DOI: 10.1161/circ.148.suppl_1.12486 ISSN: 0009-7322

Abstract 12486: Predictive Value of Chronotropic Incompetence for Clinical Outcomes in Heart Failure: Findings From the MyoVasc Study

Noemie Belanger, Silav Zeid, Gregor Buch, Fawad Kazemi-Asrar, David Velmeden, Felix Mueller, Marc W Heidorn, Wilfried Dinh, Karl J Lackner, Tommaso Gori, Thomas Muenzel, Jürgen H Prochaska, Philipp S Wild
  • Physiology (medical)
  • Cardiology and Cardiovascular Medicine

Introduction: Chronotropic incompetence (CI), an important aspect of exercise intolerance, is related to adverse clinical outcomes in heart failure (HF). However, the lack of standardized evaluation of CI results in inconsistent evidence.

Aim: To evaluate CI with regard to clinical and medical determinants and relationship to clinical outcomes in HF.

Methods: Data from the MyoVasc study (NCT04064450), a prospective cohort on HF, were analyzed. Subjects underwent deep clinical phenotyping, including cardiopulmonary exercise testing on a cycle ergometer. Measures of CI were evaluated, with continuous predicted heart rate reserve (pHRR) emerging as the most clinically relevant definition for operationalizing CI. Clinical and medical determinants of CI were assessed in multivariable linear regression models and outcomes in Cox regression models.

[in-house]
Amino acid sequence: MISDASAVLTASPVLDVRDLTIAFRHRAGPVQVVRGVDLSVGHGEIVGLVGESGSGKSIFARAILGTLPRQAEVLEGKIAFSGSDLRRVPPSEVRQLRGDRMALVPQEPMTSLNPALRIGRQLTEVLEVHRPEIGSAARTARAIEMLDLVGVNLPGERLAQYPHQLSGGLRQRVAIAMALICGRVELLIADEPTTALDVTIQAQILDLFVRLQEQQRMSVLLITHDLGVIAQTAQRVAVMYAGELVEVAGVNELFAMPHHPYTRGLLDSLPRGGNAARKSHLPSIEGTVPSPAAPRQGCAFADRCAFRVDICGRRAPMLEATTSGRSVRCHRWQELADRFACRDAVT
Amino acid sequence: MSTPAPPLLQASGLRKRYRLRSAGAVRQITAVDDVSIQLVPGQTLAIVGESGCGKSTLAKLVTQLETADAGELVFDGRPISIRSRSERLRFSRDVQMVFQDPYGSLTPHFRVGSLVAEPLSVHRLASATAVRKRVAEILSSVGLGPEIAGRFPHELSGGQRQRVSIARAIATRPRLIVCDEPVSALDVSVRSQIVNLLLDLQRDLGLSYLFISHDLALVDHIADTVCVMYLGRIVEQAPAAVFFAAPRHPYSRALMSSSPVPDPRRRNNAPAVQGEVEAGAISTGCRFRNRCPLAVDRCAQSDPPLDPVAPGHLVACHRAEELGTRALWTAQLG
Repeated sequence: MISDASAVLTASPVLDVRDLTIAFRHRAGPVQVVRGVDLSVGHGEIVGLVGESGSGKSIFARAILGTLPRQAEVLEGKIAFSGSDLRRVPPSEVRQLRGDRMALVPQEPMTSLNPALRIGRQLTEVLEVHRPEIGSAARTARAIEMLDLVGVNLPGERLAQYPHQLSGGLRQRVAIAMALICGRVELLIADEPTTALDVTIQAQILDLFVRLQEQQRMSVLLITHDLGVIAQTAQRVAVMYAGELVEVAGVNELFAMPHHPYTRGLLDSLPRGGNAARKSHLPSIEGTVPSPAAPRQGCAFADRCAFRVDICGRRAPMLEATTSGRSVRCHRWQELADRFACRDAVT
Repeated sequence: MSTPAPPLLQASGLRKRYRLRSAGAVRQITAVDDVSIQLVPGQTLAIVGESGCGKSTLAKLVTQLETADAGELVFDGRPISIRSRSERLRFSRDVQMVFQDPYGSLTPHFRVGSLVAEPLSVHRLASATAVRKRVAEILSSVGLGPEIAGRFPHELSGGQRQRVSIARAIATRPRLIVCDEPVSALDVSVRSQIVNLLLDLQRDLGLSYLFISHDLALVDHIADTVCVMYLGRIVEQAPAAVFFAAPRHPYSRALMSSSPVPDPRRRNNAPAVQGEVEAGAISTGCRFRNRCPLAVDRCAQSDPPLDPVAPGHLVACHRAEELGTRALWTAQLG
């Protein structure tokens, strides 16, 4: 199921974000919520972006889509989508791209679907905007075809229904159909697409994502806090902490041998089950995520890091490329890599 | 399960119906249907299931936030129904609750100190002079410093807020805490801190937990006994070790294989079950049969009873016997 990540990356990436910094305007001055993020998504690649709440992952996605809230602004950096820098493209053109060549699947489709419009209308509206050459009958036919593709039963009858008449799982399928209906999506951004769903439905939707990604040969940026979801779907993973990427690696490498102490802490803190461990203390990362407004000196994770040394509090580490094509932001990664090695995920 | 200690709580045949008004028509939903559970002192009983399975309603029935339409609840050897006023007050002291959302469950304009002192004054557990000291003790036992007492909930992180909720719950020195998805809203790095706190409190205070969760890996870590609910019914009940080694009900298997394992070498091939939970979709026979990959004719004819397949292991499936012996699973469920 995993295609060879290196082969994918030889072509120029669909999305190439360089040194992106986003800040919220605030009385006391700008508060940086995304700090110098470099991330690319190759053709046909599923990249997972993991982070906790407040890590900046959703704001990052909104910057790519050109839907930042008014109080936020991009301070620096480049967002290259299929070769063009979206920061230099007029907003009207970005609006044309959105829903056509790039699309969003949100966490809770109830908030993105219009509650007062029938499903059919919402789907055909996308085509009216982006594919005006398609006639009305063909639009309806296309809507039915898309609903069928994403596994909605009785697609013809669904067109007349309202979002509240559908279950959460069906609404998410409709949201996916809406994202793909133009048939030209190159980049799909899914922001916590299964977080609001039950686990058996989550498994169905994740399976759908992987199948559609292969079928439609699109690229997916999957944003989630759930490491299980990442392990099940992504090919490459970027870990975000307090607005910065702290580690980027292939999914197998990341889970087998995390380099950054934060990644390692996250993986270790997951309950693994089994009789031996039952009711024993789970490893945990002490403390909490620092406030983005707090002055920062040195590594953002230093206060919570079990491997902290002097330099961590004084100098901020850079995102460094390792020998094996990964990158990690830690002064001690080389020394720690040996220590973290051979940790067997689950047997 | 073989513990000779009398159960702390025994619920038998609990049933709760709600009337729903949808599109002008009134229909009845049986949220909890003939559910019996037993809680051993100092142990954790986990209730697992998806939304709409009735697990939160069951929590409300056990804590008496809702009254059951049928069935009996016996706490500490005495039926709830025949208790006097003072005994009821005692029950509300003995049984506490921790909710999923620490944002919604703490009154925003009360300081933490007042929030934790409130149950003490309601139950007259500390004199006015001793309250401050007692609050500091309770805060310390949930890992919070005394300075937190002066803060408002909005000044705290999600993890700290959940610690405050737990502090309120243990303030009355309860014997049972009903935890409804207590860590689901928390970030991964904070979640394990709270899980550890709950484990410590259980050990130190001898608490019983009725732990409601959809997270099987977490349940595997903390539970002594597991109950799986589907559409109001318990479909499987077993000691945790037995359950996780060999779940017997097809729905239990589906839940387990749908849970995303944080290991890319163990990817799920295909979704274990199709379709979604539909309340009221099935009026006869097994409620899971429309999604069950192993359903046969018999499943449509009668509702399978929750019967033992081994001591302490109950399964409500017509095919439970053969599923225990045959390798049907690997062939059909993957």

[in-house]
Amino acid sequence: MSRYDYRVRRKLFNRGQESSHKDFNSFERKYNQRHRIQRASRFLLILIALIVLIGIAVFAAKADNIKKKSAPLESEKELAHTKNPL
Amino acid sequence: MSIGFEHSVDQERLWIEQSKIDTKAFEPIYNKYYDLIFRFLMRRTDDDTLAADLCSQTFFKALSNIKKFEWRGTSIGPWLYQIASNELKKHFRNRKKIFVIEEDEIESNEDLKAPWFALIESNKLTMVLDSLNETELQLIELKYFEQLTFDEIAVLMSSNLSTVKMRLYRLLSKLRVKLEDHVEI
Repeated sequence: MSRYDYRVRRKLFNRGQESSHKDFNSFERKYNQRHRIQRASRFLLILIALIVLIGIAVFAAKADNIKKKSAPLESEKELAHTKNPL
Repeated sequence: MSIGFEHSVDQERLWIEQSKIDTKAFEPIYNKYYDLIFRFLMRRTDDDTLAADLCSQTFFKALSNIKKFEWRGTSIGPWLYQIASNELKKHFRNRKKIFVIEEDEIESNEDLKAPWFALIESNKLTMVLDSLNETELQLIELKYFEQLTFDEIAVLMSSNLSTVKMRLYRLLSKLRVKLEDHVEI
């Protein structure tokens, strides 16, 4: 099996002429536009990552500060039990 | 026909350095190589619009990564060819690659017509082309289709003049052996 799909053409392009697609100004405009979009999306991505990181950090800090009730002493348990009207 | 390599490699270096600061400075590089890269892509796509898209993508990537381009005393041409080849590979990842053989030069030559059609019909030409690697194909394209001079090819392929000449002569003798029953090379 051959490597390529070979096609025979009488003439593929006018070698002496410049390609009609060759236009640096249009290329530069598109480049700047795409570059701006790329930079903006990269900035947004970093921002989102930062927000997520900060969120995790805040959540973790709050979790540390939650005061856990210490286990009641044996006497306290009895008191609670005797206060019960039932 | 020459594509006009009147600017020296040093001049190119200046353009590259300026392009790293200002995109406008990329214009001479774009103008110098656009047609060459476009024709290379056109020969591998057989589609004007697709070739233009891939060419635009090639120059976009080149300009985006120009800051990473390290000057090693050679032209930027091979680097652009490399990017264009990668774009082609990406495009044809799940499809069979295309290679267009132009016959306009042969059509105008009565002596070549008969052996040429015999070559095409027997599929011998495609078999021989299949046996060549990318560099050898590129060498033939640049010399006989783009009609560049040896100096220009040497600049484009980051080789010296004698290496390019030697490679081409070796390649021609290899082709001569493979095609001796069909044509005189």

Results: The analysis sample included 886 subjects (median age 63 years [interquartile range (IQR) 55; 72]; 29.9% women) who achieved maximal exertion (respiratory exchange ratio>1.0). Symptomatic HF stage C/D was present in 42.8% (379) of the subjects. Sixteen drug groups were identified as CI modulators including β-blockers (β-estimate per SD -0.83 [95% confidence interval -0.95;-0.70], p<0.0001) and antiarrhythmics (β SD -0.93 [-1.30;-0.56], p<0.0001). New York Heart Association functional class, smoking, fatty liver index (FLI), and diabetes mellitus (DM) were the strongest determinants of CI in all subjects independently of sex, age, and previously identified medication. Determinants differed according to left ventricular ejection fraction [LVEF] (≥50 vs <50%), being strongly associated with markers of HF (NT-proBNP) and lung function (FEV1) in HF with reduced EF and more linked to DM or the FLI in HF with preserved EF. In Cox regression analysis adjusted for clinical profile, pHRR independently predicted all-cause death (HR SD 1.86 [1.41;2.45], p<0.0001) and worsening of HF (HR SD 1.37 [1.04;1.81], p=0.025).

Conclusions: CI strongly predicted clinical outcomes and revealed relevant differences between HF with preserved and reduced EF. This highlights the relevance of impaired response to exercise in the clinical course of HF with implication for risk stratification and intervention.

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